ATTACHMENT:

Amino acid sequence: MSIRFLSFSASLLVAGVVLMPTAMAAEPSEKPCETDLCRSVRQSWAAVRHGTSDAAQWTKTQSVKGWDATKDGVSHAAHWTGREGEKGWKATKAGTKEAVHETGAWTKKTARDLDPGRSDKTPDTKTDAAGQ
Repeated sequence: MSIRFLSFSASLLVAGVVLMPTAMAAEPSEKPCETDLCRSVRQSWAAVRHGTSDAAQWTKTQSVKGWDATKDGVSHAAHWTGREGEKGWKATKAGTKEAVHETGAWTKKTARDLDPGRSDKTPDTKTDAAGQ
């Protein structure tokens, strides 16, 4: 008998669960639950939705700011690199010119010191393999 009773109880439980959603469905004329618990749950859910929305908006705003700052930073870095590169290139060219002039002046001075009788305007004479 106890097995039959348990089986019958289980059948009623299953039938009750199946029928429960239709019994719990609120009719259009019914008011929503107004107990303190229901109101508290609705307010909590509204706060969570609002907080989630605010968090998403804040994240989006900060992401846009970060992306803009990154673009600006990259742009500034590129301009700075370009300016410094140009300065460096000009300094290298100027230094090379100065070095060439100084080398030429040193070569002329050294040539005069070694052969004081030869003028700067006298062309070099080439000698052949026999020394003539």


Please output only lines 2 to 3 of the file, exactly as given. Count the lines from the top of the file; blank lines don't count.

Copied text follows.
Repeated sequence: MSIRFLSFSASLLVAGVVLMPTAMAAEPSEKPCETDLCRSVRQSWAAVRHGTSDAAQWTKTQSVKGWDATKDGVSHAAHWTGREGEKGWKATKAGTKEAVHETGAWTKKTARDLDPGRSDKTPDTKTDAAGQ
């Protein structure tokens, strides 16, 4: 008998669960639950939705700011690199010119010191393999 009773109880439980959603469905004329618990749950859910929305908006705003700052930073870095590169290139060219002039002046001075009788305007004479 106890097995039959348990089986019958289980059948009623299953039938009750199946029928429960239709019994719990609120009719259009019914008011929503107004107990303190229901109101508290609705307010909590509204706060969570609002907080989630605010968090998403804040994240989006900060992401846009970060992306803009990154673009600006990259742009500034590129301009700075370009300016410094140009300065460096000009300094290298100027230094090379100065070095060439100084080398030429040193070569002329050294040539005069070694052969004081030869003028700067006298062309070099080439000698052949026999020394003539």